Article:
Federal judge rejects lawsuit Bernie Sanders backers had hoped would boost his California chances

Early voters line-up before dawn at the Los Angeles County Registrar of Voters Office in Norwalk to cast their ballots on November 5, 2012.

Early voters line-up before dawn at the Los Angeles County Registrar of Voters Office in Norwalk to cast their ballots on November 5, 2012.

(Mark Boster / Los Angeles Times)

A federal judge refused Wednesday to reopen voter registration in California ahead of next week’s presidential primary, telling a group led by backers of Vermont Sen. Bernie Sanders that the rights of the state’s unaffiliated voters have not been harmed.

“There’s absolutely no showing of any federal violation,” said U.S. District Judge William Alsup.

Alsup also denied the request that volunteers at polling places be required to tell voters about the unusual rules surrounding which political parties have opened their presidential contests to unaffiliated “independent” voters.


“The citizens of California are smart enough to know what their rights are,” the judge said in a brief court hearing in San Francisco.

Attorneys for the Sanders affiliated group and California’s American Independent Party, both plaintiffs in the lawsuit, said they would consider asking a federal appeals court to intervene. But they also suggested a last-minute case in state court, even though the primary is on Tuesday.

The lawsuit centered on the potential confusion over presidential primary rules for voters who are independent of political parties, known in California as having “no party preference.”

Next week, those 4.1 million voters will be able to cast a presidential ballot in only one of the two major party races, the Democratic contest between Sanders and Hillary Clinton. Republicans opted against opening their presidential primary to “no party preference” voters.

Two minority parties – the Libertarian Party and the American Independent Party – also will allow unaffiliated voters to cross over and cast a presidential ballot for their candidates.


Sanders supporters hope that many of those independent voters will choose him on the Democratic ballot, boosting his chances to pull off a win — or at least a strong showing — against Clinton.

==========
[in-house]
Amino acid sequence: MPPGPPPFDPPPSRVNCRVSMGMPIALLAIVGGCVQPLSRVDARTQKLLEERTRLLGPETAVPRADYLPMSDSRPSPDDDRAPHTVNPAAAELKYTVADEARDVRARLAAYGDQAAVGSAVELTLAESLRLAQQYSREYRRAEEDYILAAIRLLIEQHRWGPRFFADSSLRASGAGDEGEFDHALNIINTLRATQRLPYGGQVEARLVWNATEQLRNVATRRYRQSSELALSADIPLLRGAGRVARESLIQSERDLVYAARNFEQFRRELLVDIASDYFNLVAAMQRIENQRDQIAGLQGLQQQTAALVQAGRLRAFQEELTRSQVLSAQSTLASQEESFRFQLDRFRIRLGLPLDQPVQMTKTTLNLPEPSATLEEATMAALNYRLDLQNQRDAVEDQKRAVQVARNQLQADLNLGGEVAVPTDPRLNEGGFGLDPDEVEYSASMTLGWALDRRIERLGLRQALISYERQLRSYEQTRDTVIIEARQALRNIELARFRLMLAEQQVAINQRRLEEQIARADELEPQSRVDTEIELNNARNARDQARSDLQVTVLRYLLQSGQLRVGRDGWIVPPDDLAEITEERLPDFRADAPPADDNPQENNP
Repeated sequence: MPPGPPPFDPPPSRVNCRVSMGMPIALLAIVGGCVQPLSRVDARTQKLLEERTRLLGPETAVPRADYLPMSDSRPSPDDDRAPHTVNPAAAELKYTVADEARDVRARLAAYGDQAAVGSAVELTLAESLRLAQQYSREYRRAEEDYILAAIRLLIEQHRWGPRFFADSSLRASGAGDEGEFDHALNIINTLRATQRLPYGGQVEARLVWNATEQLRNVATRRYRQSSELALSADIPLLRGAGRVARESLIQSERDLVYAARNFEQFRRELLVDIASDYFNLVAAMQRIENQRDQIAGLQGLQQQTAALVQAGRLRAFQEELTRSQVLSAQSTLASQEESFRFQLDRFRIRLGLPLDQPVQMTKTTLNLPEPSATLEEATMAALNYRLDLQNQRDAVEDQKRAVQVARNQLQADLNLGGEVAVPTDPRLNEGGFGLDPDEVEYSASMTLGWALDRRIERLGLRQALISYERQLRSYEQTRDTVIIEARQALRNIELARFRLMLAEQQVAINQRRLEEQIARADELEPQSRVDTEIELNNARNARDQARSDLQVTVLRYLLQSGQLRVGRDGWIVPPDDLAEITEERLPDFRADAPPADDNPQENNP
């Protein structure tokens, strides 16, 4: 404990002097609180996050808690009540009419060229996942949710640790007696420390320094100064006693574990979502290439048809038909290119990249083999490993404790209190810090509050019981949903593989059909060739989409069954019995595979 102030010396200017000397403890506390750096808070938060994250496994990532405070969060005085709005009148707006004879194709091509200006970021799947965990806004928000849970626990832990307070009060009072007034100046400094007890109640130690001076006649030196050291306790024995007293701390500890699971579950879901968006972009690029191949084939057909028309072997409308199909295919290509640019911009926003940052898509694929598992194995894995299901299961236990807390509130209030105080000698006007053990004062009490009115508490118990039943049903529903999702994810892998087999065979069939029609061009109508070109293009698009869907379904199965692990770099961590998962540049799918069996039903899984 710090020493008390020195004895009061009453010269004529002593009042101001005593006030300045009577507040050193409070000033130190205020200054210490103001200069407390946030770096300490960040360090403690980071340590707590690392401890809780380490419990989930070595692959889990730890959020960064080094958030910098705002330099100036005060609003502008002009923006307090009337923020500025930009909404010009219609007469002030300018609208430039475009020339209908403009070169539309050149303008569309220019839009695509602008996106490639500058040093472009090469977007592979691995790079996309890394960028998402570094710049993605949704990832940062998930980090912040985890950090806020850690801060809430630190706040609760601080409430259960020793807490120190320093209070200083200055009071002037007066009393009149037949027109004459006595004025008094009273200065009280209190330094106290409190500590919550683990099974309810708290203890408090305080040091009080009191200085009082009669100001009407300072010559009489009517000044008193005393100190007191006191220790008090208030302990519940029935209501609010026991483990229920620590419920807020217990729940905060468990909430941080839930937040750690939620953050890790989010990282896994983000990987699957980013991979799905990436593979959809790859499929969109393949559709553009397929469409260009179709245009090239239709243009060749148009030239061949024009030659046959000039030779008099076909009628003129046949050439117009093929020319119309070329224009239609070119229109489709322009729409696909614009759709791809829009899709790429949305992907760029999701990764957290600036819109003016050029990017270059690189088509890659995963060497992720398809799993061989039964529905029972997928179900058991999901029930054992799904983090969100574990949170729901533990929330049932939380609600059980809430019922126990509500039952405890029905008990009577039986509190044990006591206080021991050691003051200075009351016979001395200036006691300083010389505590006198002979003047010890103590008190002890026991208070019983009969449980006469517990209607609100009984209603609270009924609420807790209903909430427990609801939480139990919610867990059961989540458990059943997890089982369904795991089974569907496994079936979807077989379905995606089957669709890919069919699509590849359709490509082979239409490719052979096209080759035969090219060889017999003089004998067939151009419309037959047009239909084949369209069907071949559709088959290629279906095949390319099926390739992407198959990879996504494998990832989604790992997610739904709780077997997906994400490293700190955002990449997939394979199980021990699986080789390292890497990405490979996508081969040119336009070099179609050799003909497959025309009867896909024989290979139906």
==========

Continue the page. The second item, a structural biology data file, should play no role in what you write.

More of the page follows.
The plaintiffs contended the rules have been poorly explained to “no party preference” voters and that the information offered by varying county elections officials constitutes a violation of federal equal protection laws.

William Simpich, an attorney representing the voting rights advocates and a Sanders supporter, argued in court that at the very least, poll workers should be ordered to inform “no party preference” voters of their rights in voting for a presidential candidate.

“They’re being treated arbitrarily, and with a much higher degree of confusion,” Simpich said of unaffiliated voters.

Alsup disagreed.

“There’s not a single [prior legal] decision that says that violates equal protection,” the judge said.

Attorneys for both local elections officials and Secretary of State Alex Padilla argued in court that a federal court order would be too extreme and would change the rules in the middle of an election.

Deputy Atty. Gen. Sharon O’Grady said there has been an intense outreach effort to “no party preference” voters about their right to request a ballot from one of the three parties allowing them to participate. And she said those voters can ask for a different ballot at their polling place if handed the wrong one.

“This is not a situation where they’re going to be blindsided or trapped,” O’Grady said.

The judge also questioned why the plaintiffs had filed a lawsuit about well-established election procedures so close to the presidential primary itself.

“The plaintiffs waited way too long,” he said.

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